The Trip to Spain episode 1 and 2 review: An ode to the hollowness of the holiday

Christopher Hooton

After spending a lot of time reviewing shows like Westworld and Game of Thrones in recent months, it’s quite refreshing appraising something like The Trip to Spain, which is the antithesis of narratively complex, information heavy television. Spoiler alert: two blokes eat lunch.

After putting out a rockumentary/mockumentary in 2016, director Michael Winterbottom returns to Steve Coogan and Rob Brydon’s Trip series, new instalments of which seem to get periodically decided on with the same “well, why not” logic as the depicted trips themselves. This time around it’s Spain, with the deftly-fictionalised version of Steve Coogan having been asked to review restaurants around the country for The New York Times to promote his upcoming Martin Scorsese-produced film 'Medium Rare'. Apparently lacking any other acquaintances who can stand him for longer than two courses, he invites Rob Brydon along again, who somewhat reluctantly seems to serve as his shrink, clown and moral barometer on restaurant verandas and in tapas bars.

With every outing, the show seems to gain a little more confidence. The Trip (2010) was mostly a vehicle for the pair’s masterful impressions, and though they were also a part of The Trip to Italy (2014) and continue to feature in the new series (Brydon doing Mick Jagger doing Rob Brydon doing Michael Caine at a party is a highlight in episode 1), they’re now aiming for a little profundity among the comedy.

In meandering conversations over myriad lunches (including one at a Michelin-star restaurant they visit with the correct mixture of amazement and embarrassment), Coogan and Brydon lay bare their actorly and literary pretensions, aware that they’re not going to impress each other and yet unable to resist a little braggadocio. It’s all fictional, of course, but when the fictionalised versions of themselves bear so many similarities to their real selves, it all comes with a generous dose of self-deprecation and, I’m sure, sobering (and commendable) self-awareness.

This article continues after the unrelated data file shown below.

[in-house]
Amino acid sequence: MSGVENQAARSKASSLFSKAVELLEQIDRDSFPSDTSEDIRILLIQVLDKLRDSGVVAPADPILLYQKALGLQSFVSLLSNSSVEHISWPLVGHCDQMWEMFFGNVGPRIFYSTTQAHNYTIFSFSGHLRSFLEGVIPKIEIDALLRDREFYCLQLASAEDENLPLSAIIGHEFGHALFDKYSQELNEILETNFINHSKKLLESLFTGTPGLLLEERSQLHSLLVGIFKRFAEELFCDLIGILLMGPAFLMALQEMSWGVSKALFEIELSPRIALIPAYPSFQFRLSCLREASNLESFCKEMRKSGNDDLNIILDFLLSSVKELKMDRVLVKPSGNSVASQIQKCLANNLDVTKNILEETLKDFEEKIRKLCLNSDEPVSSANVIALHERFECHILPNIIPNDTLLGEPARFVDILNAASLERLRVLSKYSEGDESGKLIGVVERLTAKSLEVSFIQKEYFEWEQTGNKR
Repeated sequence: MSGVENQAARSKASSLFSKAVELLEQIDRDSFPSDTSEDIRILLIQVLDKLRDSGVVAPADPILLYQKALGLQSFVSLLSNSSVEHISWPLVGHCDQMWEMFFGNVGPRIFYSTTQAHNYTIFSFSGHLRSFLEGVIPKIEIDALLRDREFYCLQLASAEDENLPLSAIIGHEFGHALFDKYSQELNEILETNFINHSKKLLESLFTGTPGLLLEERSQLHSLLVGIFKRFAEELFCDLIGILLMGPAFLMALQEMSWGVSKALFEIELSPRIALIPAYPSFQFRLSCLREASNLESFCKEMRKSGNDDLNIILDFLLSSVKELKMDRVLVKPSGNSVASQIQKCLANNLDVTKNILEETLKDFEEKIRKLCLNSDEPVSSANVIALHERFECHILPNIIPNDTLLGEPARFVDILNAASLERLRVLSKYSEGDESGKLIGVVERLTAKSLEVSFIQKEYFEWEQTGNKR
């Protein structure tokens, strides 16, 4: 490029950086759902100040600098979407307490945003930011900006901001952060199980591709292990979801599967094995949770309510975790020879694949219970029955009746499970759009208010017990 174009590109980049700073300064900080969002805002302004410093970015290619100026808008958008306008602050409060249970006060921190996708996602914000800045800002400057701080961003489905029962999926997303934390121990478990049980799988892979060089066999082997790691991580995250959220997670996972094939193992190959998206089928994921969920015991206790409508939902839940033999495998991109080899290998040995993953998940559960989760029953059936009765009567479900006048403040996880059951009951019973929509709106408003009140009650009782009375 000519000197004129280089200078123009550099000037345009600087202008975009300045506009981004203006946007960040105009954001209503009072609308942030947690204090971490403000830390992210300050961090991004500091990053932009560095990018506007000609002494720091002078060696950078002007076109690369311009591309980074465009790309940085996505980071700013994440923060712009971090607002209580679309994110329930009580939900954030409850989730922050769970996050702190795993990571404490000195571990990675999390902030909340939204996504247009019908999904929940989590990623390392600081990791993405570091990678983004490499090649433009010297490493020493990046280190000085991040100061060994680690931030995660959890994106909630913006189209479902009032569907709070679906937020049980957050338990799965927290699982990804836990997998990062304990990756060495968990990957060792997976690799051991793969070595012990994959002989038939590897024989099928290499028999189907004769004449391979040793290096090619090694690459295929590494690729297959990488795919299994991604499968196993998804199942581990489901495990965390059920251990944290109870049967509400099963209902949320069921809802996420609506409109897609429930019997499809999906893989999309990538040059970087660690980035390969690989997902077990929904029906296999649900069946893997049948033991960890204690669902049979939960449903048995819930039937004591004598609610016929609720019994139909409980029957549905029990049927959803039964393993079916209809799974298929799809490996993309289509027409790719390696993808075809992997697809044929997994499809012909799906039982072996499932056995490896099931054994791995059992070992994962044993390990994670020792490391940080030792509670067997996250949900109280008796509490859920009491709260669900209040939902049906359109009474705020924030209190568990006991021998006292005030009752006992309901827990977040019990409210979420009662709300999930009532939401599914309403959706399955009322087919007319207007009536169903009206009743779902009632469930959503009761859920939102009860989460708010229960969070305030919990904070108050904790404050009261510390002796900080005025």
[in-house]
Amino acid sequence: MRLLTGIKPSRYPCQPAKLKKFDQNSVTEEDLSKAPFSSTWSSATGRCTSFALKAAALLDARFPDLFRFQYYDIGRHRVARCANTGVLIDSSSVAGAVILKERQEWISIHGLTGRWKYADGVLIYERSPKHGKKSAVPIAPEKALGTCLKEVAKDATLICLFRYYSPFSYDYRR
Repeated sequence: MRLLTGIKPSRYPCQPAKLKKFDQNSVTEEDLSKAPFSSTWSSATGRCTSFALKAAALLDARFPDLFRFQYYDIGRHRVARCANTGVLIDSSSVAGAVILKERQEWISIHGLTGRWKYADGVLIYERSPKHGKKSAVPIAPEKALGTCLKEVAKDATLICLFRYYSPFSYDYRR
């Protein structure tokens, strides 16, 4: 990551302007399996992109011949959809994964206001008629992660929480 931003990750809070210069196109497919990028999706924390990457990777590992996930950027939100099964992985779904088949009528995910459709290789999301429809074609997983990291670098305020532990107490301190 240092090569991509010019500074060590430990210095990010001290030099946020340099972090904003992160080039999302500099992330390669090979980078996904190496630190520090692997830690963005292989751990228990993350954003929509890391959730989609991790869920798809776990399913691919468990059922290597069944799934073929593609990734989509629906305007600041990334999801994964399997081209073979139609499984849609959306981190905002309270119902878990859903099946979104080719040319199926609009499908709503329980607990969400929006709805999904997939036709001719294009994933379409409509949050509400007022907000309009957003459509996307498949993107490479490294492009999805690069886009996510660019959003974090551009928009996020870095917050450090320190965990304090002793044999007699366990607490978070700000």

“While I think the ‘small man in a box’ [impression] is brilliant,” Coogan tells Brydon of his stand-up bit, “it is also the apotheosis of your career.”

When not goofing around and making barbed jokes and observations about each other, talk often turns to women, as it’s apt to when men are paired off with alcohol. Last series saw Brydon cheat on his wife, a twist to the series that made me sit up and take note that human drama drama was also on the menu here alongside anchovies, seared scallops and impersonations. At its best, The Trip to Spain approaches a vibe close to that of Louie or Better Things, and I hope it continues to embrace its dramatic side as the series goes on.

It’s a show of modest ambitions, but there’s a moreish underlying sadness to it, that seems to evoke those moments on a holiday when you don’t really know where to go, or are disappointed by a view or landmark, or wonder whether it was worth all the money and weeks of looking forward to it. I’d like to see more characters in the mix, perhaps a tag-along for the trip or someone who briefly drives them apart, but maybe it’s just making the sad point that a pair of middle-aged men are probably going to spend the vast majority of a road trip alone.

The Trip to Spain starts on Sky Atlantic on 6 April.